6 Tools You Can Use To Improve Continuity Between Still Images

“Order, unity, and continuity are human inventions, just as truly as catalogues and encyclopedias.” –  Bertrand Russell

Continuity lies at the heart of the art of storytelling. The types of images selected and the transitions made between images presented in groups can be powerful tools for visual communication. Sequences can provide useful comparisons and contrasts between separate images and their contents. They set a pace and rhythm for looking. Carefully orchestrated, they can create the illusion of moving in time forward or backward, linearly or non-linearly. They can be used in extremely creative ways. The best sequences make both individual images and the journey created by presenting many images in sequence clearer, more meaningful, and more moving.

Continuity is key. Every screenwriter needs to create it. Every storyboard artist needs to interpret it. Every director needs to guide it. Every editor needs to refine it. If you’re a still photographer, you may be called to do all of these things.

Photographers can use continuity to guide and structure initial explorations on site as well as to resolve challenging transitions and find missing gaps while continuing to develop projects.

First, create a storyboard as a checklist to make sure no angle goes uncovered; this will stimulate you to come up with many more creative solutions, so you’ll have more images to choose from. Then, update your storyboard to find out what you’ve got too much or too little and find connections between disparate images. 

Photographers also can use continuity to edit, sequence, and present existing work more effectively; use the same skills to fine-tune a story in sophisticated and compelling ways.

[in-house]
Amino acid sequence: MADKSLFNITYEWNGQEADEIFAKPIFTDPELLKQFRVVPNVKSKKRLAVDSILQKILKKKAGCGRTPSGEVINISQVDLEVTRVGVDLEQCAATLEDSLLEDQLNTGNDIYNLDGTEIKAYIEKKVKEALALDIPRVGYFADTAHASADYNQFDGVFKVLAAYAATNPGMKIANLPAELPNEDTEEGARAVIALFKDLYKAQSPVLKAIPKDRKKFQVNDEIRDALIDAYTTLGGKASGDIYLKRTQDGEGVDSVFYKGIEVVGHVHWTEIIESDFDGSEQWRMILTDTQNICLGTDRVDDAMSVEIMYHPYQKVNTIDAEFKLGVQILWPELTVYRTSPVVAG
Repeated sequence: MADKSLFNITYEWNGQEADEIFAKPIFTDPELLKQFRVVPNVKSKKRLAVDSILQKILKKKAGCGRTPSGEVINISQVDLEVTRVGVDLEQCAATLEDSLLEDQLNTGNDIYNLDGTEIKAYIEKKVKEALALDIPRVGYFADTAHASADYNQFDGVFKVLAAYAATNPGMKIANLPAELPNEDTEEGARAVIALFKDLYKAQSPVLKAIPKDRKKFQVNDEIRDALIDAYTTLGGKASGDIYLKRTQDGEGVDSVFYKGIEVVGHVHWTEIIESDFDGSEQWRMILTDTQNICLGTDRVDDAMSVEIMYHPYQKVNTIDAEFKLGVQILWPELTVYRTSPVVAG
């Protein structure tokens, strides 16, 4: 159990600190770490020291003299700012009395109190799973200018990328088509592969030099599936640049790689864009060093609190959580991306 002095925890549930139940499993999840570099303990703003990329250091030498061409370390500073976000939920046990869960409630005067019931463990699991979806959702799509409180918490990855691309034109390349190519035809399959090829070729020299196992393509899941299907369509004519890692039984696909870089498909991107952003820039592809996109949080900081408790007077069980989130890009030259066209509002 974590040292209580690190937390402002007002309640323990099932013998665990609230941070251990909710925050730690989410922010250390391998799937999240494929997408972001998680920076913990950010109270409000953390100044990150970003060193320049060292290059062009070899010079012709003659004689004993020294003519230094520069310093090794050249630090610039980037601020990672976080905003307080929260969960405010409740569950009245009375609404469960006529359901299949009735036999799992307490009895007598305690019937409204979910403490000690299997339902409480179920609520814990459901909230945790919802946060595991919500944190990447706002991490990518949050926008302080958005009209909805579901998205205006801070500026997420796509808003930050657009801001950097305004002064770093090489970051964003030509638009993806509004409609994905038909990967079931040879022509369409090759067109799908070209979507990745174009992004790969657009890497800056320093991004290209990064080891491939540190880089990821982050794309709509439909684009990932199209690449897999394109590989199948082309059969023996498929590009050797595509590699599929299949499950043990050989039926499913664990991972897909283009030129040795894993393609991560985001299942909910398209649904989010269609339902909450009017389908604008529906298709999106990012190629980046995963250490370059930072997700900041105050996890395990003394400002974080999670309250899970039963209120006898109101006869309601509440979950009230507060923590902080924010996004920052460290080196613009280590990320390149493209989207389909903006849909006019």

Just like composing music, there are specific strategies you can use and many possible ways you can apply them to solve creative challenges. How you apply them may become as much a part of your style as composition and processing.

Here are some classic strategies for sequencing images and creating transitions between them.

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  • yoram gelman

    17.04.2023 at 07:30 Reply

    I usually find subjects randomly . . .which I describe as drive-by shooting. The result is that I have a problem when I try to organize a grouping to exhibit. I’ve tried to organize images into “themes” but the suggestions for overall “continuity” ring a bell for me. Thank you.

  • Sukru Mehmet Omur

    17.04.2023 at 07:57 Reply

    Very instructive article Thank you

  • Sukru Mehmet Omur

    17.04.2023 at 07:58 Reply

    Excellent Thank you

  • rita swinford

    17.04.2023 at 14:30 Reply

    Thank you

  • edward eastman

    17.04.2023 at 18:11 Reply

    Continuity could/would impact the series of images made about a specific topic. Thinking of continuity as one captures a series of images is an interesting approach to photography, instead of creating a number of stand alone images. Thanks John Paul!!

  • richard waller

    20.04.2023 at 13:31 Reply

    Thank you. Very instructive.

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